It is important to include children in research projects, as they can provide insights within design processes that are difficult to detect if adults are the only participants in such projects. Any data gathered from child participants will have a significant impact on project findings.
Before allowing children to participate in any research activities, we provide children with enough information so that they can give informed consent. In any project that requires gathering data from participants, consent is given by participants to show they acknowledge the implications of their inclusion in the project. The topic of children and consent can be problematic, as children are still developing cognitively – meaning their ability to understand what they are consenting to is likely to be lesser compared to the average adult. These implications are explained to children in a fun way to help them grasp these complex topics. When this has been explained, after opportunities for children to ask questions, we often find that the children understand the implications of participation enough so that they can give informed consent.
Additionally, we also want children (and guardians) to realise that their participation provides meaningful benefits to both themselves and the researchers. On one hand, researchers benefit as they can gather data that will shape project findings. On the other hand, children are given an opportunity to develop social and collaboration skills during the project activities – useful life skills that could have long-term benefits. Child participation is not a meaningless novelty that takes place “for the sake of it” – it is essential to produce reliable project findings.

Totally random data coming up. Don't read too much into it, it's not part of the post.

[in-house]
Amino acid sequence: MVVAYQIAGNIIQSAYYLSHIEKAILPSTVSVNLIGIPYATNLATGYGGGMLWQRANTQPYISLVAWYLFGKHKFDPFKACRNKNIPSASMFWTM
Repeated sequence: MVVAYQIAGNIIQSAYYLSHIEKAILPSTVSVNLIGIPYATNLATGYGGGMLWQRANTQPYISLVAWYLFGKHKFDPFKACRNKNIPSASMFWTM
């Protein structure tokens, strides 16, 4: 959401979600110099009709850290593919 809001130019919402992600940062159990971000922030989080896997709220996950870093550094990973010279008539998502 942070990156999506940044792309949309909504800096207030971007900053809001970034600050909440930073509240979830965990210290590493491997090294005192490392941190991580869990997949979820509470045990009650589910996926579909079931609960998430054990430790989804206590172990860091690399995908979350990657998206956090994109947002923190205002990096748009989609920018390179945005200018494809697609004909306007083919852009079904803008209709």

More than anything else, we aim to make the children’s participation in these projects a fun and memorable experience.
Children’s ethics is a topic we’re passionate about. Our group have attended many conferences and panels as guest speakers to discuss the subject with other industry experts.
An ongoing challenge within CSCW research communities is understanding research ethics norms and expectations as our methods and technologies evolve. Janet Read, the ChiCI group co-founder, joined this panel to provide an annual opportunity to interface with SIGCHI’s research ethics committee, which advises SIGCHI reviewers on changing norms in HCI and social computing research ethics.
Interaction Design and Children (IDC) as an academic field, and as a community, has a responsibility to engage with the many and diverse ethical challenges that arise from work that concerns the creation of digital technology for and with children – both in terms of research and industry contexts. This panel, joined by Janet Read, builds on a short history of similar events at previous conferences and aims to foster and strengthen the debate about ethical conduct and moral responsibilities in IDC. In this year’s panel, we aimed to broaden the discussion by collecting ethical concerns, issues or dilemmas from within the community which was discussed at the conference.
Designing technology for and with children comes with unique ethical challenges and responsibilities, related both to the inclusion of children in the research and design processes and to the outcomes of that work. With this panel, joined by Janet Read, our intention is to create a forum for critical reflection and debate about best practices, underlying drivers and persistent or emergent ethical challenges. As a starting point, this panel aimed to focus on questions around the involvement of children in our research and we aimed to hear from designers and researchers in this community with different backgrounds and perspectives to reflect the diversity of work being done and cultures in which they are conducted.